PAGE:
posted by klangklangston on Jun 17, 2014 - 50 comments

Balls

The World's Ball - the NYT reviews the design evolution of the soccer/football from 1930 to the present
posted by Blazecock Pileon on Jun 15, 2014 - 23 comments

350-year-old photographs

Tim Jenison had a theory that Joseph Vermeer had made used of particular lens technology to make his paintings almost photo-realistic. To test this, he recreated the setting of The Music Lesson from scratch, harpsichord and all, and even recreated the theorised lenses using 17th century tools. For someone who doesn't know how to paint, he sure did a good job.
posted by divabat on Jun 15, 2014 - 86 comments

Give it 30 years and the overstuffed chair becomes hip and high brow...

Spread from a 1949 issue of LIFE magazine charts what is low-brow, high-brow and inbetween
posted by The Whelk on Jun 14, 2014 - 185 comments

“Is it about a bicycle?”

Flann O'Brien: The Lives of Brian [VIMEO]: A documentary about Flann O'Brien aka Brian O'Nolan. [more inside]
posted by Fizz on Jun 13, 2014 - 13 comments

Inside and Out

Cao Hui is a Chinese artist who seeks the "inner reaches of things" like furniture, classical sculpture, and clothing. [more inside]
posted by the man of twists and turns on Jun 12, 2014 - 6 comments

Abandoned Railways Exploration Probe

Crawling the lost tracks of Latin America. Artists Ivan Puig and Andrés Padilla Domene, a.k.a. "Los Ferronautas," converted a car into a retro-futuristic rail vehicle they dubbed SEFT-1 (Sonda de Exploración Ferroviaria Tripulada, "Manned Railway Exploration Probe") to explore the abandoned passenger railways of Mexico and Ecuador.
posted by gottabefunky on Jun 12, 2014 - 7 comments

"On a cloud I saw a child, and he laughing said to me…"

The book is considered the rarest of Sendak’s published work — so rare that it’s practically impossible for even art historians to get their eyes on a copy for scholarly work. To commemorate the 86th birthday of Maurice Sendak (previously), Maria Popova (previously) has published scans of illustrations Sendak did for an ultra-ultra-rare edition of William Blake's Songs of Innocence.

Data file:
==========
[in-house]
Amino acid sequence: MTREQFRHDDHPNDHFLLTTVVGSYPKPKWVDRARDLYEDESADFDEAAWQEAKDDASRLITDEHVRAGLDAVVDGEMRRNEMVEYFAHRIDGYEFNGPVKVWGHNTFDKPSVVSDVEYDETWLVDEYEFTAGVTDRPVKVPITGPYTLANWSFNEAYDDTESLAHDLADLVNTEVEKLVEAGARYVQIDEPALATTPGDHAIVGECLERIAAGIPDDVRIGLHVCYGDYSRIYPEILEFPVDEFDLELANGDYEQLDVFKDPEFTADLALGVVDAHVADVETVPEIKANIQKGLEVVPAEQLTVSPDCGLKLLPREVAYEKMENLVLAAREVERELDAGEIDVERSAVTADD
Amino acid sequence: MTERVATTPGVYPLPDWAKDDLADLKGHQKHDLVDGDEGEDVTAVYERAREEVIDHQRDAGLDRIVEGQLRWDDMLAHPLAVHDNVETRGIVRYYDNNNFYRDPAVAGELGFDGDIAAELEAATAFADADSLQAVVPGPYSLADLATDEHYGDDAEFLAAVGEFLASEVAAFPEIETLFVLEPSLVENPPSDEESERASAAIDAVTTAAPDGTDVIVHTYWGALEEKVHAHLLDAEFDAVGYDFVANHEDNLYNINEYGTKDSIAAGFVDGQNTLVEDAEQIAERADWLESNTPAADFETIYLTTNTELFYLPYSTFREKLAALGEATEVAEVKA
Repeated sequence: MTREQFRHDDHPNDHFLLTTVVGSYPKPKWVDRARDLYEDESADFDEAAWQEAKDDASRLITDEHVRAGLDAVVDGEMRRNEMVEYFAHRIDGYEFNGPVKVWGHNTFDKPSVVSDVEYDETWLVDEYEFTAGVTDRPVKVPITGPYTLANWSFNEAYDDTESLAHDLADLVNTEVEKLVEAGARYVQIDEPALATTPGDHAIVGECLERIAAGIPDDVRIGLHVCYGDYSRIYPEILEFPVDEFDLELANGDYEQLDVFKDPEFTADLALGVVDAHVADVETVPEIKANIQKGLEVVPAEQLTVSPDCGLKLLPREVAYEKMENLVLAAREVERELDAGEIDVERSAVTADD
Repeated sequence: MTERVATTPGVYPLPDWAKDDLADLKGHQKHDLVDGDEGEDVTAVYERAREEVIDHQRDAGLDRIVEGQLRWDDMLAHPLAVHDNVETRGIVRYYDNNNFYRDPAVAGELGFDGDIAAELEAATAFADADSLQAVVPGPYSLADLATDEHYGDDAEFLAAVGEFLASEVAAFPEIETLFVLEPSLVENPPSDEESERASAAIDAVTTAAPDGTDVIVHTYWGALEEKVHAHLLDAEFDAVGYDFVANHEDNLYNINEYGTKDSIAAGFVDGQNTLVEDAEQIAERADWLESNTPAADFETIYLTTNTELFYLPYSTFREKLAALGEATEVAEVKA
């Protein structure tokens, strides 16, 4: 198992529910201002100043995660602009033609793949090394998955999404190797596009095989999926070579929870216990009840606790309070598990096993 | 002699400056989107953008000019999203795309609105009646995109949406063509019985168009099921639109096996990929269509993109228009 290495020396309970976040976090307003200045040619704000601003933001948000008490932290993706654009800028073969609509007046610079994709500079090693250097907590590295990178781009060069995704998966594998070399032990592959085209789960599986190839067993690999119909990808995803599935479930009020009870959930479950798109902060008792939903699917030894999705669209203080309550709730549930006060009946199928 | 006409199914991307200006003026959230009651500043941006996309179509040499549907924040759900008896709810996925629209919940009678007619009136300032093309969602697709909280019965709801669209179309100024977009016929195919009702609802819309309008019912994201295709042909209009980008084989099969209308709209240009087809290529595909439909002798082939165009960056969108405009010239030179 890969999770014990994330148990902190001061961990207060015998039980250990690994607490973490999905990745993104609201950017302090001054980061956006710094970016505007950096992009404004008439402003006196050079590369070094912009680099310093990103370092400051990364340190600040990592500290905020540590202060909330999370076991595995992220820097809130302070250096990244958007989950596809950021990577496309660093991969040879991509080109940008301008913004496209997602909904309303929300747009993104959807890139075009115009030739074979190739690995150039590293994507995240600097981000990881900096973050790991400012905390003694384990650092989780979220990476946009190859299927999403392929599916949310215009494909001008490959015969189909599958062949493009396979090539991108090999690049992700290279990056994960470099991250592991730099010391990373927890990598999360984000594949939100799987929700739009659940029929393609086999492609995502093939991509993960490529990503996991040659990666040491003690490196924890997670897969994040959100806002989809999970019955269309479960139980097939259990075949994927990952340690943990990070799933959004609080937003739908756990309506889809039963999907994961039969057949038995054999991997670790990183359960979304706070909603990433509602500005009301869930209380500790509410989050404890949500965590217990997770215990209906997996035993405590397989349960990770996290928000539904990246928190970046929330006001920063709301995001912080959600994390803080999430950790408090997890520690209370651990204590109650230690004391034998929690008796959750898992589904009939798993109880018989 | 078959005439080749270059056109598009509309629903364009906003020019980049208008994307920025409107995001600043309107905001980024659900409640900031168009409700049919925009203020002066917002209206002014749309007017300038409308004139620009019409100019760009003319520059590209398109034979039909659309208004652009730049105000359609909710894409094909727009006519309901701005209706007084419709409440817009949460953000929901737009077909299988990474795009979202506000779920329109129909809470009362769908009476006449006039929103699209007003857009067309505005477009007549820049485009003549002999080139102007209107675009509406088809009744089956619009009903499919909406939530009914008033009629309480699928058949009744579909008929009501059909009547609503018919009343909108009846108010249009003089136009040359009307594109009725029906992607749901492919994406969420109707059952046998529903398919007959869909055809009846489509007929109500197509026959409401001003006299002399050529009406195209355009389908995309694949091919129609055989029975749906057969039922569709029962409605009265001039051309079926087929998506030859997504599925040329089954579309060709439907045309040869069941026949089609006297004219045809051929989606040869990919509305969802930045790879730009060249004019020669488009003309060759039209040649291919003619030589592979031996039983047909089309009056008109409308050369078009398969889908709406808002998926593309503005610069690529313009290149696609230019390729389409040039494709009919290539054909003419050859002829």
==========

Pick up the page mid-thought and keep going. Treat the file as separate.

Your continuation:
posted by Cash4Lead on Jun 10, 2014 - 13 comments

Use Photography as a Weapon

The Extraordinary Anti-Nazi Photomontages of John Heartfield, a dadist who collaborated with George Grosz and had a lifelong friend in Brecht.
This is a tribute website from his grandson.
Heartfield pioneered photomontage and inspired Siouxsie and the Banshees Metal Postcard.
Essay from the Getty and a little more.
(Previously ''The Man who Pissed off Hitler.'' but fpp links are dead.)
posted by adamvasco on Jun 9, 2014 - 10 comments

Envisioning the American Dream

Envisioning the American Dream is "a visual remix of the American Dream as pictured in Mid-Century media" that discusses topics such as Man and Machines, Vintage Advice for Cheaters, and Suburbia for Sale, amongst many others.
posted by gemutlichkeit on Jun 9, 2014 - 5 comments

“Hometown Memories I: Walking to Church on a Rain Sunday Evening.”

In the weeks following Kinkade’s death , his estate tried to protect his brand: the gag order on his mistress and a statement attributing his death to natural causes were among the efforts they made to prevent the public from learning about the seedier side of Kinkade’s life. They didn’t work—but it didn’t matter. The Thomas Kinkade Release Calendar
posted by R. Mutt on Jun 9, 2014 - 148 comments

Shipwrecked sailors wandering around in a state of semi-delirium.

Fractal art has been with us for some time, but to my knowledge there are only two people attempting any serious art criticism of the genre. Both of them live at Orbit Trap, a blog about fractal art, where the authors trace the line that separates "the art folks from the science fair enthusiasts" and occasionally rail against the ubiquity of pretty spirals. Fuh-fuh-fuh ... fractals is Tim Hodkinson's latest round-up of things that caught his eye. Includes a pleasantly seasick video journey through a 3D fractal world plus some magnificent still works and a few of Tim's opinions.
posted by valetta on Jun 9, 2014 - 19 comments